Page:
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January 28, 2016

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Schizophrenia tied to excess trimming of connections in brain

Jan. 28, 2016
Courtesy of Nature
and World Science staff

Schiz­o­phre­nia may arise as a re­sult of the brain ex­ces­sively trim­ming the num­ber of con­nec­tions among nerve cells dur­ing youth—a nor­mal pro­cess, gone awry, a new study sug­gests.

Sci­en­tists said the find­ings could shed im­por­tant light on the poorly un­der­stood bi­o­log­i­cal causes of the de­vastating men­tal ill­ness.

Imaging studies showed C4 (in green) located at the synapses of primary human neurons. (Credit: Image courtesy of Heather de Rivera (McCarroll lab))


Re­search­ers in the study found that genes most of­ten mu­tat­ed in schiz­o­phre­nia pa­tients could al­so be tied to the nat­u­ral pro­cess of trim­ming brain cell con­nec­tions—known as syn­ap­tic prun­ing—at least in mice.

Syn­ap­tic prun­ing oc­curs in hu­mans as well and in­volves the brain re­duc­ing its num­ber of synapses, or con­nec­tions that trans­fer mes­sages among nerve cells. The pro­cess runs from around the time of birth to pu­ber­ty and is thought to en­a­ble the brain to fo­cus in­forma­t­ional re­sources where they’re most use­ful.

The new stu­dy, pub­lished in the re­search jour­nal Na­ture this week, re­ported a de­tailed map­ping of the ge­net­ic varia­t­ions most strongly as­so­ci­at­ed with schiz­o­phre­nia. The re­sults sug­gested that com­plex struc­tur­al varia­t­ion in a hard-to-map re­gion of the ge­nome called the ma­jor his­to­com­pat­ibil­ity com­plex, or MHC, fa­cil­i­tates the over­ac­tiva­t­ion of a gene called com­ple­ment com­po­nent 4. 

Al­though that gene is known for an im­mune sys­tem role, the au­thors showed that hu­man C4 pro­tein is al­so found at synapses. They al­so used a mouse mod­el to show that C4 con­trols the elimina­t­ion of synapses dur­ing syn­ap­tic prun­ing.

The au­thors, Ste­ven Mc­Car­roll Har­vard Med­i­cal School and col­leagues, an­a­lyzed the brains of or­gan donors with or with­out schiz­o­phre­nia to un­der­stand how DNA varia­t­ion af­fect­ed ac­tiva­t­ion of two dif­fer­ent forms of the gene. They then found, by an­a­lyz­ing DNA from 64,785 peo­ple from 22 coun­tries, that risk of the disease is most strongly as­so­ci­at­ed with ge­net­ic varia­t­ion that in­creases ac­tiva­t­ion of C4A in the brain.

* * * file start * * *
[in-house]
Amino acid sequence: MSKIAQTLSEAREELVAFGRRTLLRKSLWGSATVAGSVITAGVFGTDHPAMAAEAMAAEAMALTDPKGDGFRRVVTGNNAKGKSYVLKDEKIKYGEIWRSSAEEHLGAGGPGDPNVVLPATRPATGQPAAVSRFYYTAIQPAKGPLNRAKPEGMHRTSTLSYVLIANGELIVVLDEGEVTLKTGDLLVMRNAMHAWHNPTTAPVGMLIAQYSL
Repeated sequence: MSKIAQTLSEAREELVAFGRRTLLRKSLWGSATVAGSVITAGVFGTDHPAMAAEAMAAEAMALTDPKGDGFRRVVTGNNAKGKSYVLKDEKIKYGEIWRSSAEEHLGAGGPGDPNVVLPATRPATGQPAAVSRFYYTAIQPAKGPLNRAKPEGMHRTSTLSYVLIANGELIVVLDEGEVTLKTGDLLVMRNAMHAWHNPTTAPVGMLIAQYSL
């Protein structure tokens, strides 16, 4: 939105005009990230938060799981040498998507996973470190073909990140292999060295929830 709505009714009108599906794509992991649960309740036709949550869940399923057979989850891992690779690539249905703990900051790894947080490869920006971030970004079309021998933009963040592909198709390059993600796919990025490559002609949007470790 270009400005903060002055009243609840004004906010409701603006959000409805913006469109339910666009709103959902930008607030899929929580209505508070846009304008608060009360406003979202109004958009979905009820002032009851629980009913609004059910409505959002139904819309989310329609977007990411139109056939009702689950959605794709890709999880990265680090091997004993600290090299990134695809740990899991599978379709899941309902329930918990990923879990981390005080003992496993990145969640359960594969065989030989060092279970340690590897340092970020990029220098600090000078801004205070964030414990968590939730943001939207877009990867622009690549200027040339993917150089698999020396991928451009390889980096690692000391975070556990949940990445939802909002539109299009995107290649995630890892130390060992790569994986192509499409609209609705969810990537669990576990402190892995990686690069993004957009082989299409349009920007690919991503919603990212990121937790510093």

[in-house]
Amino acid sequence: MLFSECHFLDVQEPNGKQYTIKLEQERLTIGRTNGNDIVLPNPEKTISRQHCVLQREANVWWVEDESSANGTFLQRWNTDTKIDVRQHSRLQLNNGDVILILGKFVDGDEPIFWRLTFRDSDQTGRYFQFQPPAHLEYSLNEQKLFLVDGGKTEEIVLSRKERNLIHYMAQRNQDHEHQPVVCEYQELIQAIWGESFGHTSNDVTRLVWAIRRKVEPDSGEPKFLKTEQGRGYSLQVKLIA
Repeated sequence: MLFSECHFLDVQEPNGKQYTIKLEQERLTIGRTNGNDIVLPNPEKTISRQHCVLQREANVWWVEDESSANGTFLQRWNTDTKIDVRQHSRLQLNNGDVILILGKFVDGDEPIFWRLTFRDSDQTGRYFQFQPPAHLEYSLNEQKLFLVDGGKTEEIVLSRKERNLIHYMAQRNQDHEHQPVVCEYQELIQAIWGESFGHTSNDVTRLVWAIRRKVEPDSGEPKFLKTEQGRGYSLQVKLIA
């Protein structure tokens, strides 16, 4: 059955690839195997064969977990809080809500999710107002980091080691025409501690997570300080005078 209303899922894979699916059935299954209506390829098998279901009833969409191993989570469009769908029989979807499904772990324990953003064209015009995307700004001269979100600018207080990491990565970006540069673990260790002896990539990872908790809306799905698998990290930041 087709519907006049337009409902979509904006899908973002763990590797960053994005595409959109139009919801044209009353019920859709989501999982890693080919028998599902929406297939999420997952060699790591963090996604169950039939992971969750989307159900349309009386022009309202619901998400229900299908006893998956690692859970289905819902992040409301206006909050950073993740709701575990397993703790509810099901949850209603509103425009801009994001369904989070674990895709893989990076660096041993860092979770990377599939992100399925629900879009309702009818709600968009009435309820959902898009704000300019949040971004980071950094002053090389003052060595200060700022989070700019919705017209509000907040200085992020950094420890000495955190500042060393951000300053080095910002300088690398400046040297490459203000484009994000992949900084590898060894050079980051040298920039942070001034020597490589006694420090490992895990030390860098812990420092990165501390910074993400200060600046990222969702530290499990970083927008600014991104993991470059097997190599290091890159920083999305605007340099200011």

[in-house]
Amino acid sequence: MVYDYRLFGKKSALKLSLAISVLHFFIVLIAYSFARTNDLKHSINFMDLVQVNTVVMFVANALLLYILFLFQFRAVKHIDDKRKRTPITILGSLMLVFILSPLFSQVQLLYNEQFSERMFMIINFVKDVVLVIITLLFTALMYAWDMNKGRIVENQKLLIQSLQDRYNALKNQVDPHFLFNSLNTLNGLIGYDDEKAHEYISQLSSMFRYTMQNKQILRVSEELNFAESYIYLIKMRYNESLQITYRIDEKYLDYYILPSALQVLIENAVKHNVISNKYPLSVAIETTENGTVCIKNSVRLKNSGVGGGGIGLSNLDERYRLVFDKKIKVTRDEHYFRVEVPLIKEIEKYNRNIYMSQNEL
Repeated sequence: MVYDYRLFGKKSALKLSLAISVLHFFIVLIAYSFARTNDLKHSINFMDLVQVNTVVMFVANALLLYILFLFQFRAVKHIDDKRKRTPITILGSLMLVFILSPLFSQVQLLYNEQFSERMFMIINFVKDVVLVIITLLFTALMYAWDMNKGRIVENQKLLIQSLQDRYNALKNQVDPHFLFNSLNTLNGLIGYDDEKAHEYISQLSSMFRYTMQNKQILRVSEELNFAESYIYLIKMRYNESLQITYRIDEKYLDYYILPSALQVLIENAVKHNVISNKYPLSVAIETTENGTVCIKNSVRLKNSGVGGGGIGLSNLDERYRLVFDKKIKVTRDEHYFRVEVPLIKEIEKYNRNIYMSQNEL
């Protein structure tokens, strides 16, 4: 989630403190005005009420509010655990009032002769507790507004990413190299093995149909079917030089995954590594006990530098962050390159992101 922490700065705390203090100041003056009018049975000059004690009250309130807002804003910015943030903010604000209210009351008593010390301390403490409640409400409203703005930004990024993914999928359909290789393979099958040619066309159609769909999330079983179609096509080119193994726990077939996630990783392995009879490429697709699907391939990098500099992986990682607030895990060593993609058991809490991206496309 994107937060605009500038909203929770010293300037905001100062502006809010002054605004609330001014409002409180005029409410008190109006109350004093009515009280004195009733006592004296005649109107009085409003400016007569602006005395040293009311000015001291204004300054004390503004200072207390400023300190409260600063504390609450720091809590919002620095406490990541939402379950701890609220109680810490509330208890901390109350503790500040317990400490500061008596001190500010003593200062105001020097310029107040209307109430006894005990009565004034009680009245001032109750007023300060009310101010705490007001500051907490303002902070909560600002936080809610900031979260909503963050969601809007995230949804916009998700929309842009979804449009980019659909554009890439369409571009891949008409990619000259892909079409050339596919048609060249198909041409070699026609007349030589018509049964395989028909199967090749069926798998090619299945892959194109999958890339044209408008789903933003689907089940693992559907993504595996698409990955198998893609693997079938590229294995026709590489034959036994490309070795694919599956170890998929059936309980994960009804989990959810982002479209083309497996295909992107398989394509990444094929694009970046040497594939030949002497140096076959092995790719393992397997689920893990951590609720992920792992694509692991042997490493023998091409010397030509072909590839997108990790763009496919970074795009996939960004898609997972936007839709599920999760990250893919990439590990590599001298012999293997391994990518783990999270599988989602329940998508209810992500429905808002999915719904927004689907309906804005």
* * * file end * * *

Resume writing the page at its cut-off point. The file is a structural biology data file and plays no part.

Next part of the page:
Schiz­o­phre­nia, a se­vere, her­it­a­ble brain dis­or­der, in­volves im­pair­ments in cog­ni­tion, per­cep­tion and mo­tiva­t­ion that usu­ally beg­in in ad­o­les­cence or early adult­hood. Al­though loss of brain tissues and re­duced num­bers of synapses be­tween brain cells have been seen in the brains of pa­tients, the un­der­ly­ing cause of schiz­o­phre­nia re­mains un­known.


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Schizophrenia may arise as a result of the brain excessively trimming the number of connections among nerve cells during youth—a normal process, gone awry, a new study suggests. Scientists said the findings could shed important light on the biological causes of a mental illness whose origins are poorly understood. Researchers in the study found that genes most often mutated in schizophrenia patients could also be tied to the natural process of trimming brain cell connections—known as synaptic pruning—at least in mice. Synaptic pruning occurs in humans as well and involves the brain reducing its number of synapses, or connections that transfer messages among nerve cells. The process runs from around the time of birth to puberty and is thought to enable the brain to focus informational resources where they’re most useful. The new study, published in the research journal Nature this week, reported a detailed mapping of the genetic variations most strongly associated with schizophrenia. The results suggested that complex structural variation in a hard-to-map region of the genome called the major histocompatibility complex, or MHC, facilitates the overactivation of a gene called complement component 4. Although that gene is known for an immune system role, the authors showed that human C4 protein is also found at synapses. They also used a mouse model to show that C4 controls the elimination of synapses during synaptic pruning. The authors, Steven McCarroll Harvard Medical School and colleagues, analyzed the brains of organ donors with or without schizophrenia to understand how DNA variation affected activation of two different forms of the gene. They then found, by analyzing DNA from 64,785 people from 22 countries, that risk is most strongly associated with genetic variation that increases activation of C4A in the brain. Schizophrenia, a severe, heritable brain disorder, involves impairments in cognition, perception and motivation that usually begin in adolescence or early adulthood. Although loss of brain grey matter and reduced numbers of synapses between brain cells have been seen in the brains of patients, the underlying cause of schizophrenia remains unknown.